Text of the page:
Development of innovative testing methods as a prerequisite for the production of safe and high-quality crustacean products and resource-saving stock management
With more than 50,000 known species, crustaceans represent an ecologically and economically highly important group. Many species are important for fisheries or are intensively produced in aquaculture. Reliable species identification methods are essential in order to uncover mislabelling in crustaceans and thus to ensure effective consumer protection.
Crustacean products such as shrimps, prawns, lobsters, crabs or crayfish are traded in large variety around the world and are also extremely popular in Germany. Their total annual production was estimated at 13.8 million tons in 2014, with the share of aquaculture accounting for about 50% in recent years. Despite this considerable share in aquaculture production, wild crustacean stocks still face high fishing pressure. Therefore, the catch of wild shrimp post larvae for rearing in aquaculture, the lack of or inconsistent fisheries management and the illegal, unreported and unregulated fishing of crustaceans significantly contribute to the depletion of stocks not only in southeast Asian regions but also elsewhere, rendering the overfishing of crustaceans a global problem. Global trade with a branched flow of goods can enhance such impacts if traceability and control systems are missing along the entire value chain.
However, effective species identification in crustaceans is hampered by several factors:
The project “KrustInUVa” focuses on the development of different DNA and protein-based analysis methods for an unambiguous crustacean species characterization and the identification of potentially allergenic proteins in order to provide trade companies (self-control) and food control authorities (official control) with adequate analytical tools.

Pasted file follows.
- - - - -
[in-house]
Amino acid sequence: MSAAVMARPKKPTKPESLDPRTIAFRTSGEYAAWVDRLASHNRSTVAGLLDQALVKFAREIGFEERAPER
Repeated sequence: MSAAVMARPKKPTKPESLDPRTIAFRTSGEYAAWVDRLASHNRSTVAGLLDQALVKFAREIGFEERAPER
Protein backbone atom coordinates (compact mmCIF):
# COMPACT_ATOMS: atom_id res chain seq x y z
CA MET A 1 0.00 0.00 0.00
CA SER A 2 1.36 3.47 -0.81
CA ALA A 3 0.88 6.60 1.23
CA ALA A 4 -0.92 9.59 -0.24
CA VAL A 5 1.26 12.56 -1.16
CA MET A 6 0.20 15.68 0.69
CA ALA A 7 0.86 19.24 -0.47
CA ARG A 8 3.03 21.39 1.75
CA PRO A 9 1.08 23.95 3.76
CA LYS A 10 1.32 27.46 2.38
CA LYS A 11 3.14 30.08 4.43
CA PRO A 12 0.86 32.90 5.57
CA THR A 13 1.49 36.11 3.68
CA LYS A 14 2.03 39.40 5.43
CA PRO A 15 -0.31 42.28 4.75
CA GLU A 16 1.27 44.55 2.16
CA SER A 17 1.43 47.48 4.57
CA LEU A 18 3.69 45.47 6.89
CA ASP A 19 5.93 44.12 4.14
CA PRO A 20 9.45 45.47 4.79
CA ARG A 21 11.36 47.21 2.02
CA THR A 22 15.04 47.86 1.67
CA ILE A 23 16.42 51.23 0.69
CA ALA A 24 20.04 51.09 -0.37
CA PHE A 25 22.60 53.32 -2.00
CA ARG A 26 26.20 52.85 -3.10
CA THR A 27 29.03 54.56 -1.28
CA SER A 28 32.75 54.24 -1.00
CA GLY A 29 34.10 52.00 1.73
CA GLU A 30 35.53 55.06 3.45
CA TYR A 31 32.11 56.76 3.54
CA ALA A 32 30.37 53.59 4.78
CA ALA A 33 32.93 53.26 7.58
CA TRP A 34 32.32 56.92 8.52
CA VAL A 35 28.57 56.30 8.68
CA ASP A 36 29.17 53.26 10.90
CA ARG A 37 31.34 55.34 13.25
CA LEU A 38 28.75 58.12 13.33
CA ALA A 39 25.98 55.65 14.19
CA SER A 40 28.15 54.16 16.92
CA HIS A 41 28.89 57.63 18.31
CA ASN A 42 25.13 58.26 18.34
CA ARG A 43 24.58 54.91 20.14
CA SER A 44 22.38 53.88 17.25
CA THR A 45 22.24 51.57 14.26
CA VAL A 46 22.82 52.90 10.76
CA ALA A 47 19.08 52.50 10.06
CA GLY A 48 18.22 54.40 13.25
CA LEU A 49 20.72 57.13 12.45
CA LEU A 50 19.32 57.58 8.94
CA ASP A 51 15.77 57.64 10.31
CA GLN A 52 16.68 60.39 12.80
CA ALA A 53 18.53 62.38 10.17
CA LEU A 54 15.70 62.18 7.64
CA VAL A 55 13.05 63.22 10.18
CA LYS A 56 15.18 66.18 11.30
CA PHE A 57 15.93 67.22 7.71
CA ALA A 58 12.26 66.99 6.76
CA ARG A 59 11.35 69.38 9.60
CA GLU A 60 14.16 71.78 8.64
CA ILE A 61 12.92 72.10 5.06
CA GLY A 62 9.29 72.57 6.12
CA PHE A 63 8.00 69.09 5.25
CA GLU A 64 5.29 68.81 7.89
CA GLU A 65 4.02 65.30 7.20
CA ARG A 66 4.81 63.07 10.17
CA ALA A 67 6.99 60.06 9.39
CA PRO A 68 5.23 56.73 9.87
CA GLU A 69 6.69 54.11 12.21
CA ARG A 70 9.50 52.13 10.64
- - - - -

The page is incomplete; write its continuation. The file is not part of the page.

The basic requirement for the generation of DNA sequence reference data and mass spectrometric reference spectra as well as the identification of species-specific peptide markers is the acquisition of authentic reference material. Based on fresh, clearly identified and geolocalized reference samples, fundamental gaps in the feasibility of genetic species differentiation should initially be closed in order to ensure a clear identification of species based on the already existing official Sanger sequencing protocols. The selection of the at least 30 crustacean species to be examined should take into account different aspects (e.g. market relevance, safety risks, scarcity of resources) in close cooperation with the interest groups of the food industry and trade.
DNA-based rapid methods (such as multiplex qPCR) that can be carried out by laboratories with standard lab equipment are to be developed for a fast and inexpensive screening of particularly relevant species. A targeted Next-Generation sequencing method (metabarcoding) is to be established for species identification of mixed products such as mixed wild-caught shrimp.
An undirected, protein-based, mass spectrometric method (MALDI-TOF) will be developed for the rapid identification of a large number of different crustaceans, to enable raw material controls prior to processing and market placement. In addition, directed and undirected proteomic methods (based on LC-MSn) are to be used to identify species-specific peptide markers, with which crustacean species can also be determined in already processed (e.g. cooked) products. The identification of these peptide markers is a prerequisite for the establishment of sensitive and laboratory-independent detection methods for species identification in complex products. The peptide databases determined in the project also serve as the basis for the identification of allergen-specific peptides and therefore the development of sensitive mass spectrometric detection methods for potentially allergenic proteins.
The DNA sequence reference data from crustaceans with reliable information about origin and species identity will be entered into the DNA and image reference database www.aquagene.org, set up by the Thünen Institute and thus made accessible to the public. The provision of secured DNA sequence reference data enables scientists, food control authorities and other stakeholders to clearly assign crustacean products to distinct species in order to detect unauthorized substitutions and thus ensure consumer safety.
2.2019 - 2.2022